As China's surplus labor becomes fully integrated into the global economy, the country has migrated from capital shortage to surplus. China's trade surplus is at $200-400 per capita. This level is relatively low by East Asian standard. It could rise by five times or more. But, because China is so much bigger than other East Asian countries, if its trade surplus per capital reaches that level, the aggregate surplus would be huge relative to the global economy.

For example, if China's trade surplus reaches $1,000 per capita, a modest amount by East Asia standard, the total would reach $1.4 trillion, bigger than all the fund raisings in the stock market in the whole world. How this amount of money is deployed will hugely affect the global economy.



From trade to finance

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A country becomes a financial center because it has succeeded in becoming the trade center. London became the global financial center because the UK had overtaken other countries to be the largest in trading goods and services. The financial center moved to New York because the US replaced the UK as the top player in international trade. China is now the largest trading nation in the world. By 2020 China could dwarf anyone else in international trade, becoming twice as largest as the second largest. Could and should China become the global financial center? The answer to both is yes, I believe. If China doesn't take actions to do so, it would hurt itself and the global economy.

Finance followed trade because most of financial services were related to trade. And, profits were mostly derived from trade too. One could see the linkage by visiting Pingyao, the little town in Shanxi that dominated China's finance in the 19th century. It is a small and poor place bordering Mongolia. In the 19th century, the rise of the Russian Empire created a big market and a safe pathway for selling Chinese goods to it. The people in Pingyao had the advantage of bordering both worlds and could arbitrage the price difference between China and Russia. The profits from the trade and the need for trade finance turned Pingyao into a financial center. It later declined because the seabourn trade replaced the costly overland trade. China's financial center also migrated to Shanghai.

This story repeats on a large scale in the whole world. The United States didn't plot to supplant the UK to become the international financial center. It happened because the US replaced the UK as the biggest industrial power and trading nation. Finance just followed. The importance of the Wall Street is a consequence of the US's industrial success.

The most important economic development in the 21st century is China becoming the largest industrial nation. I have anticipated this for a long time. This is a consequence of globalization and China's cultural characteristics. The government has adopted supportive policies, i.e., not standing in the way. No other country is yet on the horizon to stop China's industrialization.

By one measurement-the industrial energy consumption China is already the biggest industrial economy in the world. The dollar value isn't there yet because Chinese goods are still cheap. China could raise prices to absorb the rising labor cost in this decade and still grow exports at above 10% per annum. By 2020 China could become twice as big as Germany in international trade.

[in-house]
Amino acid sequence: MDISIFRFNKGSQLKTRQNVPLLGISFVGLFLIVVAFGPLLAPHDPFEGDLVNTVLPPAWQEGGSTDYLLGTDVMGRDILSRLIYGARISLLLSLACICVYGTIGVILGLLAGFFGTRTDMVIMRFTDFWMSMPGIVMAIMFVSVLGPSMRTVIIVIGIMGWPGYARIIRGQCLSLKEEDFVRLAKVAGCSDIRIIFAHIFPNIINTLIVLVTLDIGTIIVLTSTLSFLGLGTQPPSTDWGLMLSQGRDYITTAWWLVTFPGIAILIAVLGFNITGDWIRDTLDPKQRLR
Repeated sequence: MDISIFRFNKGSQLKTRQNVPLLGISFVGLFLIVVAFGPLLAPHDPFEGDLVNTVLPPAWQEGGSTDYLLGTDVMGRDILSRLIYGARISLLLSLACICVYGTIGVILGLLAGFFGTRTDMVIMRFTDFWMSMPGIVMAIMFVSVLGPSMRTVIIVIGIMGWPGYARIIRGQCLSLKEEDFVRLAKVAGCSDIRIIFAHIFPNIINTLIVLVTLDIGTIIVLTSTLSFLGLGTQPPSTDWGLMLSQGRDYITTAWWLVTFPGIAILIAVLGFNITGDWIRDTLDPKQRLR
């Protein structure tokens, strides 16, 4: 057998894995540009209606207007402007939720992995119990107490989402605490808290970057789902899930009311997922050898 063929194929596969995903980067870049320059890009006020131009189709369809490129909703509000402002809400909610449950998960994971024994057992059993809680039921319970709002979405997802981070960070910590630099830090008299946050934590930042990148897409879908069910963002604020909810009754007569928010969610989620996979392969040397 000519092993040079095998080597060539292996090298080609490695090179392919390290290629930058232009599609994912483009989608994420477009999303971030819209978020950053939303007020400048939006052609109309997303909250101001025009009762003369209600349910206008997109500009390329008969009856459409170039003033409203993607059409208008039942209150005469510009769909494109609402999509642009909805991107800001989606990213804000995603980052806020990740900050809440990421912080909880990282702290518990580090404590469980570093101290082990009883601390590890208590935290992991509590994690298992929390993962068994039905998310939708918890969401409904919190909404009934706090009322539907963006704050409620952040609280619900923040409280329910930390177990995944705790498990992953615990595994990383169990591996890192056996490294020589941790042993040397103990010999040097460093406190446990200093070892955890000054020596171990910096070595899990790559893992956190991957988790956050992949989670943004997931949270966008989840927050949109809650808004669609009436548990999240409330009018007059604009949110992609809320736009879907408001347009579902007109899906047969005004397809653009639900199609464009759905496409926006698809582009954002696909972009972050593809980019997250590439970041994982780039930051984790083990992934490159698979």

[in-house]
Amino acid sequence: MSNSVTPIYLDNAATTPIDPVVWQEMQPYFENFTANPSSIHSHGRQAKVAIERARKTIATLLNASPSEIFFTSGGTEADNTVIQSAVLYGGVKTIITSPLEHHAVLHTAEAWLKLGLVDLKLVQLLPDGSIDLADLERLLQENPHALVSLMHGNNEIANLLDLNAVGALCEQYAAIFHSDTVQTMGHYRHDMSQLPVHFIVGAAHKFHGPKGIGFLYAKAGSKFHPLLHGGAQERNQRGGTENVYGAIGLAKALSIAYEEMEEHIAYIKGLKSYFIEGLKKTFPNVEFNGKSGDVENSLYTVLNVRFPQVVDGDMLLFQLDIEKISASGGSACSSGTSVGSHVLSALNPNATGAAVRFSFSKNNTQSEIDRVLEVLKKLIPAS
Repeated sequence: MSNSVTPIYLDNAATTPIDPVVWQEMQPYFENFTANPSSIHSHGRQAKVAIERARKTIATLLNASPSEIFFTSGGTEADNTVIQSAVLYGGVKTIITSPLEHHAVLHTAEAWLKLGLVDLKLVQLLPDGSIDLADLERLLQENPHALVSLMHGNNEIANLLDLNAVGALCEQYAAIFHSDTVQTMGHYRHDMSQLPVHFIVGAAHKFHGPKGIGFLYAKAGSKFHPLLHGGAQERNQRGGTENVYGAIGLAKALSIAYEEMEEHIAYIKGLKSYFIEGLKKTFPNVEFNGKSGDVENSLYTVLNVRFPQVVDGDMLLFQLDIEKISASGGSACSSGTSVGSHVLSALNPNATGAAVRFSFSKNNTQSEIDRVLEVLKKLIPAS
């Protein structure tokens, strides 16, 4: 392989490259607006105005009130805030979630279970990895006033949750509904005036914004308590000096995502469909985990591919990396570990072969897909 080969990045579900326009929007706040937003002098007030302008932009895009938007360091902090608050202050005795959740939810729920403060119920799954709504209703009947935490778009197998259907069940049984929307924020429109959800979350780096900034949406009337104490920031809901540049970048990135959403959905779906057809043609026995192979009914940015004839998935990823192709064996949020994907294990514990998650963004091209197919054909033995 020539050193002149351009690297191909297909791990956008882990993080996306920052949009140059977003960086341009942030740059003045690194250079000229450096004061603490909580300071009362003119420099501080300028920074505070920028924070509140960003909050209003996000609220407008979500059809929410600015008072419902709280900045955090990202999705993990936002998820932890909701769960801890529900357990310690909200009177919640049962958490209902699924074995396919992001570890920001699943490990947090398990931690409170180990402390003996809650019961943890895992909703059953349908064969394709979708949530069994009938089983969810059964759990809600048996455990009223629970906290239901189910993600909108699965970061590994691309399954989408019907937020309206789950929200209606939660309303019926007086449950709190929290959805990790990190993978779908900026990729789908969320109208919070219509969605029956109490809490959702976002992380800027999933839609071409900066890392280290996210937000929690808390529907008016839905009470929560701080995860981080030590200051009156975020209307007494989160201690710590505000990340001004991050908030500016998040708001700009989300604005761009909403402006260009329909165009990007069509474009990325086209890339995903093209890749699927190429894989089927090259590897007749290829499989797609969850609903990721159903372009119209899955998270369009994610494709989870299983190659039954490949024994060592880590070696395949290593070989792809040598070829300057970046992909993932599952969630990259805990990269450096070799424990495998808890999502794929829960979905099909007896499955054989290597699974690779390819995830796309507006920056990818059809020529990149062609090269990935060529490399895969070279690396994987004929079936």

The largest trading nation should become the global financial center. Some may argue that was in the past. Information technology has made where asset trading occurs irrelevant. Germany's plight today should remind everyone that, when the financial center and the source of money are disconnected, bad things happen to whoever has the money. Even though Germany amassed the biggest trade surplus in the past decade, its financial system was woefully underdeveloped and relied on London bankers to recycle its money into other countries. With the benefit of hindsight, it would be natural that the London bankers wanted to screw Germany, because they were paid to do so.

In a decade or two, Germany may become a poor country. When people look back then, they would conclude that its decline was due to the combination of a hyper competitive manufacturing sector and a woefully inadequate financial sector.



Foreign exchange reserves cannot substitute a financial center

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China has avoided Germany's fate by sending its surplus capital into government bonds, especially the US treasuries. This 'all eggs-in-one basket' strategy has worked so far. The government bonds of the major economies have held up in value, even though their economies are in shambles. But, government bonds cannot sustain value if the underlying economies are in constant crisis. At some point, either the government debt level is too high or its tax revenue is too low. Their central banks would be forced to bail out their governments by printing money. China would get its money back, but in severely depreciated currencies. Unless China changes its strategy, it cannot avoid Germany's fate.

China's net foreign assets have risen by twice as fast as its trade surplus. The main reason is capital inflow, especially from overseas Chinese, to avoid a depreciating dollar. The Chinese government is essentially taking on the currency risk for the whole overseas Chinese community. If China loses its foreign exchane reserves, the government may become bankrupt, and the country's financial foundation is gone.